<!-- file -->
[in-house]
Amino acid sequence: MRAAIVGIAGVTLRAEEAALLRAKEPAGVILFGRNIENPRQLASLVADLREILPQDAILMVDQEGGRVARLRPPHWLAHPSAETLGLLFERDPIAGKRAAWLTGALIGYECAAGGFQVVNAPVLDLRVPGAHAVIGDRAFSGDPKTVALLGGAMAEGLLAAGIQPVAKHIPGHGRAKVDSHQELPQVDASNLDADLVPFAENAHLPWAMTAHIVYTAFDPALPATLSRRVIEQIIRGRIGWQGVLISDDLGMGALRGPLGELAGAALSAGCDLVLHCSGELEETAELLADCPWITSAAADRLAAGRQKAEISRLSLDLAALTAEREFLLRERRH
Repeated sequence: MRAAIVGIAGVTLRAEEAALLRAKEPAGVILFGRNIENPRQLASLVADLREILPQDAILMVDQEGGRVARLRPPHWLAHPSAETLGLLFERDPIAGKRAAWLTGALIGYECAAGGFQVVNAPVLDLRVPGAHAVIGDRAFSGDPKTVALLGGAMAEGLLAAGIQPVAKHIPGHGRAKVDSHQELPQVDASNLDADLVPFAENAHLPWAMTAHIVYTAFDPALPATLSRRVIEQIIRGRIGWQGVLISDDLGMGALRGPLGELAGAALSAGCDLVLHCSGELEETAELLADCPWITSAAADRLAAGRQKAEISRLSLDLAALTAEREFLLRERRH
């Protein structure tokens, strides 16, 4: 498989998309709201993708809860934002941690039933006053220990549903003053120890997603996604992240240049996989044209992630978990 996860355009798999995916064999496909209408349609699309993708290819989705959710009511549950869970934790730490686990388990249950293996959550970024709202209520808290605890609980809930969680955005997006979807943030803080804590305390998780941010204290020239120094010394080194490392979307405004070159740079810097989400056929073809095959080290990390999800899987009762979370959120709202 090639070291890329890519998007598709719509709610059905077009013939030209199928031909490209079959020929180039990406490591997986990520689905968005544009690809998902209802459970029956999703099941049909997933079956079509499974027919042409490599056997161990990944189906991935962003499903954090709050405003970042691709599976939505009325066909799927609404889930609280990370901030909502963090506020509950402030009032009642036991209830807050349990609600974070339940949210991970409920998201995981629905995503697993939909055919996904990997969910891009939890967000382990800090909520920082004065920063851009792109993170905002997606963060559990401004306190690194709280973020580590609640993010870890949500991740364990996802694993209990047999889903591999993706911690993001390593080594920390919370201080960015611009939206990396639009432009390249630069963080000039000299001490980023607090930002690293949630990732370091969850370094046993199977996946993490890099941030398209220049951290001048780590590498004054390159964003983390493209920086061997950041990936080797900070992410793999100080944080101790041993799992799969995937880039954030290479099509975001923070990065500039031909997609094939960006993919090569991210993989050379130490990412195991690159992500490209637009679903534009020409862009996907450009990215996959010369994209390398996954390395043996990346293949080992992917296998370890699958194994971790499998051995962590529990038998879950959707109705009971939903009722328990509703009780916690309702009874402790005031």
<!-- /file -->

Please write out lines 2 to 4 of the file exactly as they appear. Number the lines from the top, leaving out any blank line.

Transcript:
Amino acid sequence: MRAAIVGIAGVTLRAEEAALLRAKEPAGVILFGRNIENPRQLASLVADLREILPQDAILMVDQEGGRVARLRPPHWLAHPSAETLGLLFERDPIAGKRAAWLTGALIGYECAAGGFQVVNAPVLDLRVPGAHAVIGDRAFSGDPKTVALLGGAMAEGLLAAGIQPVAKHIPGHGRAKVDSHQELPQVDASNLDADLVPFAENAHLPWAMTAHIVYTAFDPALPATLSRRVIEQIIRGRIGWQGVLISDDLGMGALRGPLGELAGAALSAGCDLVLHCSGELEETAELLADCPWITSAAADRLAAGRQKAEISRLSLDLAALTAEREFLLRERRH
Repeated sequence: MRAAIVGIAGVTLRAEEAALLRAKEPAGVILFGRNIENPRQLASLVADLREILPQDAILMVDQEGGRVARLRPPHWLAHPSAETLGLLFERDPIAGKRAAWLTGALIGYECAAGGFQVVNAPVLDLRVPGAHAVIGDRAFSGDPKTVALLGGAMAEGLLAAGIQPVAKHIPGHGRAKVDSHQELPQVDASNLDADLVPFAENAHLPWAMTAHIVYTAFDPALPATLSRRVIEQIIRGRIGWQGVLISDDLGMGALRGPLGELAGAALSAGCDLVLHCSGELEETAELLADCPWITSAAADRLAAGRQKAEISRLSLDLAALTAEREFLLRERRH
């Protein structure tokens, strides 16, 4: 498989998309709201993708809860934002941690039933006053220990549903003053120890997603996604992240240049996989044209992630978990 996860355009798999995916064999496909209408349609699309993708290819989705959710009511549950869970934790730490686990388990249950293996959550970024709202209520808290605890609980809930969680955005997006979807943030803080804590305390998780941010204290020239120094010394080194490392979307405004070159740079810097989400056929073809095959080290990390999800899987009762979370959120709202 090639070291890329890519998007598709719509709610059905077009013939030209199928031909490209079959020929180039990406490591997986990520689905968005544009690809998902209802459970029956999703099941049909997933079956079509499974027919042409490599056997161990990944189906991935962003499903954090709050405003970042691709599976939505009325066909799927609404889930609280990370901030909502963090506020509950402030009032009642036991209830807050349990609600974070339940949210991970409920998201995981629905995503697993939909055919996904990997969910891009939890967000382990800090909520920082004065920063851009792109993170905002997606963060559990401004306190690194709280973020580590609640993010870890949500991740364990996802694993209990047999889903591999993706911690993001390593080594920390919370201080960015611009939206990396639009432009390249630069963080000039000299001490980023607090930002690293949630990732370091969850370094046993199977996946993490890099941030398209220049951290001048780590590498004054390159964003983390493209920086061997950041990936080797900070992410793999100080944080101790041993799992799969995937880039954030290479099509975001923070990065500039031909997609094939960006993919090569991210993989050379130490990412195991690159992500490209637009679903534009020409862009996907450009990215996959010369994209390398996954390395043996990346293949080992992917296998370890699958194994971790499998051995962590529990038998879950959707109705009971939903009722328990509703009780916690309702009874402790005031």